Just be yourself. Tell your story, and let your passion for the work you do shine through.

Involve family. Consider making your advocacy a family affair. At this year’s FOTH, Gloria Royal, vice president of marketing communications at the Kalamazoo Community Foundation, was accompanied by her daughter, eighth-grader Colette Royal.

“This is the third year that I’ve come to Foundations on the Hill, and I just thought that this would be a good opportunity for my daughter to experience our government and find out about what it is that we do,” Gloria said.

“I knew that all eyes would be on her because she’s a young person, but I also knew that she would handle that well,” she added.

Each year, Michigan presents a Washington-themed gift to a member of the delegation. This year’s gift went to Colette when her Congressman, Rep. Upton, presented her with a pair of “Commander-in-Chief” socks.

“I hear about them on the news all the time,” said Colette, who’s considering a career in politics. “To actually meet them was interesting.”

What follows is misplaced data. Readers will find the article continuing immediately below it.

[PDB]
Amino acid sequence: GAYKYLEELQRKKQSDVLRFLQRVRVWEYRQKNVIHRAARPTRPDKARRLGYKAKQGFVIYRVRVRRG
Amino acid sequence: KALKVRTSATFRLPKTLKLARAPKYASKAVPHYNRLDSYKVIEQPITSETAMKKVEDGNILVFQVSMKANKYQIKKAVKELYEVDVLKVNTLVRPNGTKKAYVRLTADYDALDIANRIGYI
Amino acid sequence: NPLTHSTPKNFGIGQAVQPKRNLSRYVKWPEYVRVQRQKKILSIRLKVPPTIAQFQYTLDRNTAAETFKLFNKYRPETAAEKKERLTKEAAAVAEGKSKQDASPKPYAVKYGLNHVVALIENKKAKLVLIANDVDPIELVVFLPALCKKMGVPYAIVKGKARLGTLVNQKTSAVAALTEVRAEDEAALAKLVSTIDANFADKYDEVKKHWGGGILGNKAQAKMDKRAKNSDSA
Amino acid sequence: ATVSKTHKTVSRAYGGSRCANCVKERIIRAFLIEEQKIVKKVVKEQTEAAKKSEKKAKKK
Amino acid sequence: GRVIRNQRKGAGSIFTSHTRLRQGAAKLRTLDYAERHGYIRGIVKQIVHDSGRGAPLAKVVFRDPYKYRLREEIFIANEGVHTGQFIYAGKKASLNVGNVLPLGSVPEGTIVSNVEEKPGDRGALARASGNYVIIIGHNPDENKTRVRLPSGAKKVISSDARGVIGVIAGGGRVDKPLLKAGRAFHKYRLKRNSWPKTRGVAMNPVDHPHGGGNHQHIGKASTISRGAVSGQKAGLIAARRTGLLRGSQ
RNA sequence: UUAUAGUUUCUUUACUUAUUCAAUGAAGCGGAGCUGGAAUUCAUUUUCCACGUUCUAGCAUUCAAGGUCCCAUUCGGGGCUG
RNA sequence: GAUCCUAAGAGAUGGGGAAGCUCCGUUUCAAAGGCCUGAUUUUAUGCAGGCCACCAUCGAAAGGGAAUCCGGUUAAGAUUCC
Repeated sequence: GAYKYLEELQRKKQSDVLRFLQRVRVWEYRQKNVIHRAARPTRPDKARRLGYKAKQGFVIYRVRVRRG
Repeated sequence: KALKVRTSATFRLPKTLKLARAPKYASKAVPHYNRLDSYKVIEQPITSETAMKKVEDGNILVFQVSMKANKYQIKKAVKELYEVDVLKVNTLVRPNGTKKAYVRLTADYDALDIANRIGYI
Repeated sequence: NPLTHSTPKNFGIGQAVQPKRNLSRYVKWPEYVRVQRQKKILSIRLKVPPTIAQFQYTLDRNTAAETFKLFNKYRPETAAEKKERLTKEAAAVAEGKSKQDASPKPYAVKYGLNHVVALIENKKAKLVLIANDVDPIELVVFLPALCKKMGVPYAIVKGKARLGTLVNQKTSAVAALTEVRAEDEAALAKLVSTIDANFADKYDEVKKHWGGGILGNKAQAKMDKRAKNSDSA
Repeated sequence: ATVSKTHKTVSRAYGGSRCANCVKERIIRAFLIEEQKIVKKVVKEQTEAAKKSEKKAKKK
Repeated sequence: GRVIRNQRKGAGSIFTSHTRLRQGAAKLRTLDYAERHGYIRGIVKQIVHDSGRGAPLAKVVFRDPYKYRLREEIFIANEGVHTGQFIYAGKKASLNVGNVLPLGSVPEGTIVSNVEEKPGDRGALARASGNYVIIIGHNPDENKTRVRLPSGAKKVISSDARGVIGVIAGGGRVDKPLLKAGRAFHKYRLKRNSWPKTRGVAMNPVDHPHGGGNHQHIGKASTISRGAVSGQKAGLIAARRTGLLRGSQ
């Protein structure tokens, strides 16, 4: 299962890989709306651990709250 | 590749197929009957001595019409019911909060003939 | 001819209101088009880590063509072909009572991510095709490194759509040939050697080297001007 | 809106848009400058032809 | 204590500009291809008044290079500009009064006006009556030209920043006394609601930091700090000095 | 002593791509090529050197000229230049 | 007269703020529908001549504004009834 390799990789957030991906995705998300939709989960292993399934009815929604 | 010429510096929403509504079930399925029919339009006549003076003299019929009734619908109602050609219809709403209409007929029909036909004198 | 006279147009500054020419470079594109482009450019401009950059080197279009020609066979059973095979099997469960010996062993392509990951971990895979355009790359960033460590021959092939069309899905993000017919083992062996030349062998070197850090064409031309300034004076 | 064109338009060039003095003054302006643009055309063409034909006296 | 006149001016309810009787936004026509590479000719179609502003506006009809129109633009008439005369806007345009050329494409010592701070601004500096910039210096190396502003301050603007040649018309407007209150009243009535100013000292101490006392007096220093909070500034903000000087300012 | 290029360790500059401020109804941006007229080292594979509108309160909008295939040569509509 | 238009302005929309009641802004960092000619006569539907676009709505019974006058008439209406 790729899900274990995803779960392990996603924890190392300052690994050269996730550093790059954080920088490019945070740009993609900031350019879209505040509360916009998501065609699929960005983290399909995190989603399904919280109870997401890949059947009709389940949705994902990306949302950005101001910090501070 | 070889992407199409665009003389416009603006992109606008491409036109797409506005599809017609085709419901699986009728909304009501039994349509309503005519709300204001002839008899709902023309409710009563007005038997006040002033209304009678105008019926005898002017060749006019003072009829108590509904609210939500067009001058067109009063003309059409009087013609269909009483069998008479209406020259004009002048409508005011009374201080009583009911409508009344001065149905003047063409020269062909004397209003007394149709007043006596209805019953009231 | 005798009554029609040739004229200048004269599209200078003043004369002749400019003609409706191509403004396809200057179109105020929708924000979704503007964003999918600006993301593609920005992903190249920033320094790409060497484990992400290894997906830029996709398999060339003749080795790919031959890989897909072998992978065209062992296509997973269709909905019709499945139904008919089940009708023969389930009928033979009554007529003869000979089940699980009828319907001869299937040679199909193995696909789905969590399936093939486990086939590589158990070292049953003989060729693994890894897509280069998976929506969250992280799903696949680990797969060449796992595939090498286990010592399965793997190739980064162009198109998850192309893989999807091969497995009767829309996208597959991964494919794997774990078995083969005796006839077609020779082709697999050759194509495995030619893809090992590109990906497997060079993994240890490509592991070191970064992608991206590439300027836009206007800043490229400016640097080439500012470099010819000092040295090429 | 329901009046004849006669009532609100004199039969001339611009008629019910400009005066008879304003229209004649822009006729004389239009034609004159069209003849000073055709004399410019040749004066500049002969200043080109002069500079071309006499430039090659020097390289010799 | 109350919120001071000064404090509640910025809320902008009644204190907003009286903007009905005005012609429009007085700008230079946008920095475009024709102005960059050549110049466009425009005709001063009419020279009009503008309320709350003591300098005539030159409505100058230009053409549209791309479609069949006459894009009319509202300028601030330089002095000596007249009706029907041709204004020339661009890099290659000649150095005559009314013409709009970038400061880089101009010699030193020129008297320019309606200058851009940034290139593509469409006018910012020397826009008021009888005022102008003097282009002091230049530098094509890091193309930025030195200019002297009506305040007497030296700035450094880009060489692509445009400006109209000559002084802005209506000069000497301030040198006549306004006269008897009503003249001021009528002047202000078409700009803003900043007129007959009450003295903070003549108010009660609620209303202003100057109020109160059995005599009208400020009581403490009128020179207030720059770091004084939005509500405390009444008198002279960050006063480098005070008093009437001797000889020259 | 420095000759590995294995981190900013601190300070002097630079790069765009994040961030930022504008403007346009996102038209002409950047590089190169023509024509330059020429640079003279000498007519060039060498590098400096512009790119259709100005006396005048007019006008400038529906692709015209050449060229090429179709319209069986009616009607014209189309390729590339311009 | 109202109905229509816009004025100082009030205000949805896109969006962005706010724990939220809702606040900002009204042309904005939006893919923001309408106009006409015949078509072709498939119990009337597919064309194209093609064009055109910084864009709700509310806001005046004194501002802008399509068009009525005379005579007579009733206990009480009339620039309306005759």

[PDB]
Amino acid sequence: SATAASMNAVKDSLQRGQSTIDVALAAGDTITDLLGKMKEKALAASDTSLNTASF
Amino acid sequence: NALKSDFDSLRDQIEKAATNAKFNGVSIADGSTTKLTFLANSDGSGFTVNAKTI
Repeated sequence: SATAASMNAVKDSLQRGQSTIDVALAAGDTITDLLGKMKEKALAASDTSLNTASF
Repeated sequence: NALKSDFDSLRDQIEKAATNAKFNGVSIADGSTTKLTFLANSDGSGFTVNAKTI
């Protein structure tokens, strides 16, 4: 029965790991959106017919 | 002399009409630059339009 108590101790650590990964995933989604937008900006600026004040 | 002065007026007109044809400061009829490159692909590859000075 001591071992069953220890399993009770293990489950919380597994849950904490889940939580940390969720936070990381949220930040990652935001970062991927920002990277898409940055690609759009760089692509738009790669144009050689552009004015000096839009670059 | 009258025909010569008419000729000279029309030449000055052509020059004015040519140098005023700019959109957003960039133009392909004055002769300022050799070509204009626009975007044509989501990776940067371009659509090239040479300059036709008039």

“I think it’s a great thing to experience this together,” Gloria said. “It gives you something to talk about that’s outside your normal daily routine, and it’s not too early for her to start thinking about her career.”

Families on the Hill

With every grant, giving families are making the case for philanthropy around the world and in their own backyards. This past week, family foundations and their philanthropic colleagues from around the country made that case to Congress.

“This is a great day,” Rep. Hayes said. “You have a wonderful opportunity, a challenge to meet, and constituents to serve.”

“As Steve Gunderson put it, it’s ‘leadership or legislation,’” Collier said. “And educating others about what we do—is what leadership is all about.”

Thanks to Robert Collier, President of Council of Michigan Foundations, and to the entire Michigan delegation, who allowed me to accompany them during this year’s Foundations On The Hill, most especially Carol Paine-McGovern, President of the Paine Family Foundation.